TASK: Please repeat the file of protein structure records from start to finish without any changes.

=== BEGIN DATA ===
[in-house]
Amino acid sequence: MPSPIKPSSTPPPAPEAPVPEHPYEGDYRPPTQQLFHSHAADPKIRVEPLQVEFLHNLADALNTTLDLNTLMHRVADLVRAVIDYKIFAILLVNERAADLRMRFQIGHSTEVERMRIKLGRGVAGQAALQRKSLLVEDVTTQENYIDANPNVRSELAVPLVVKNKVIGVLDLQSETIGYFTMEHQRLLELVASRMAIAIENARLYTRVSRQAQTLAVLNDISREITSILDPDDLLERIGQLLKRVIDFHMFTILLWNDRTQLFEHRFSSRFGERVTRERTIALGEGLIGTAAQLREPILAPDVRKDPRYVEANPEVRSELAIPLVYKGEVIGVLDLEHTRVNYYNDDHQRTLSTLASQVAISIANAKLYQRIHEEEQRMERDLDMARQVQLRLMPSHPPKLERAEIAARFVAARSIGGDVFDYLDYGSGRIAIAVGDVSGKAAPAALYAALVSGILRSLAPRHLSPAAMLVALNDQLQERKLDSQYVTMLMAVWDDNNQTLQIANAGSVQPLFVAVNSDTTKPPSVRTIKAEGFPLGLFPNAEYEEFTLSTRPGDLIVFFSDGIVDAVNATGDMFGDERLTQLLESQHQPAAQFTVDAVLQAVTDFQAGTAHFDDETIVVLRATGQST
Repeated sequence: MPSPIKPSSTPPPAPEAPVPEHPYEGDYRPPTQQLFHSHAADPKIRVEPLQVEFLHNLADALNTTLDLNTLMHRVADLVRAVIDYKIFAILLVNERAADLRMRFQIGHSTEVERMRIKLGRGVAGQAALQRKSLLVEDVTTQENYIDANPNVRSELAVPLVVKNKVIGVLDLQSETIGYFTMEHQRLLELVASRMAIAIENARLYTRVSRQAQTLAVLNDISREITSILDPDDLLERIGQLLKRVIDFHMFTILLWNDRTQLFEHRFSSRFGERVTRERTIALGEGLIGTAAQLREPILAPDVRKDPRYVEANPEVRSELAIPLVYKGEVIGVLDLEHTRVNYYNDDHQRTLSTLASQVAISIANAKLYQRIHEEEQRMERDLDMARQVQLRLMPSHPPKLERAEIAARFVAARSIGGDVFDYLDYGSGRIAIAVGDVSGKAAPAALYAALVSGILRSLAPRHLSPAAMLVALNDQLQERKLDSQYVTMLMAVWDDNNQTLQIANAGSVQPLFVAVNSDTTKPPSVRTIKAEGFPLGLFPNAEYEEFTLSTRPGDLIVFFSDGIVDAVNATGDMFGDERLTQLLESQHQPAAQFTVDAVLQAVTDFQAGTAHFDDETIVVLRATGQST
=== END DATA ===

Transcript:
[in-house]
Amino acid sequence: MPSPIKPSSTPPPAPEAPVPEHPYEGDYRPPTQQLFHSHAADPKIRVEPLQVEFLHNLADALNTTLDLNTLMHRVADLVRAVIDYKIFAILLVNERAADLRMRFQIGHSTEVERMRIKLGRGVAGQAALQRKSLLVEDVTTQENYIDANPNVRSELAVPLVVKNKVIGVLDLQSETIGYFTMEHQRLLELVASRMAIAIENARLYTRVSRQAQTLAVLNDISREITSILDPDDLLERIGQLLKRVIDFHMFTILLWNDRTQLFEHRFSSRFGERVTRERTIALGEGLIGTAAQLREPILAPDVRKDPRYVEANPEVRSELAIPLVYKGEVIGVLDLEHTRVNYYNDDHQRTLSTLASQVAISIANAKLYQRIHEEEQRMERDLDMARQVQLRLMPSHPPKLERAEIAARFVAARSIGGDVFDYLDYGSGRIAIAVGDVSGKAAPAALYAALVSGILRSLAPRHLSPAAMLVALNDQLQERKLDSQYVTMLMAVWDDNNQTLQIANAGSVQPLFVAVNSDTTKPPSVRTIKAEGFPLGLFPNAEYEEFTLSTRPGDLIVFFSDGIVDAVNATGDMFGDERLTQLLESQHQPAAQFTVDAVLQAVTDFQAGTAHFDDETIVVLRATGQST
Repeated sequence: MPSPIKPSSTPPPAPEAPVPEHPYEGDYRPPTQQLFHSHAADPKIRVEPLQVEFLHNLADALNTTLDLNTLMHRVADLVRAVIDYKIFAILLVNERAADLRMRFQIGHSTEVERMRIKLGRGVAGQAALQRKSLLVEDVTTQENYIDANPNVRSELAVPLVVKNKVIGVLDLQSETIGYFTMEHQRLLELVASRMAIAIENARLYTRVSRQAQTLAVLNDISREITSILDPDDLLERIGQLLKRVIDFHMFTILLWNDRTQLFEHRFSSRFGERVTRERTIALGEGLIGTAAQLREPILAPDVRKDPRYVEANPEVRSELAIPLVYKGEVIGVLDLEHTRVNYYNDDHQRTLSTLASQVAISIANAKLYQRIHEEEQRMERDLDMARQVQLRLMPSHPPKLERAEIAARFVAARSIGGDVFDYLDYGSGRIAIAVGDVSGKAAPAALYAALVSGILRSLAPRHLSPAAMLVALNDQLQERKLDSQYVTMLMAVWDDNNQTLQIANAGSVQPLFVAVNSDTTKPPSVRTIKAEGFPLGLFPNAEYEEFTLSTRPGDLIVFFSDGIVDAVNATGDMFGDERLTQLLESQHQPAAQFTVDAVLQAVTDFQAGTAHFDDETIVVLRATGQST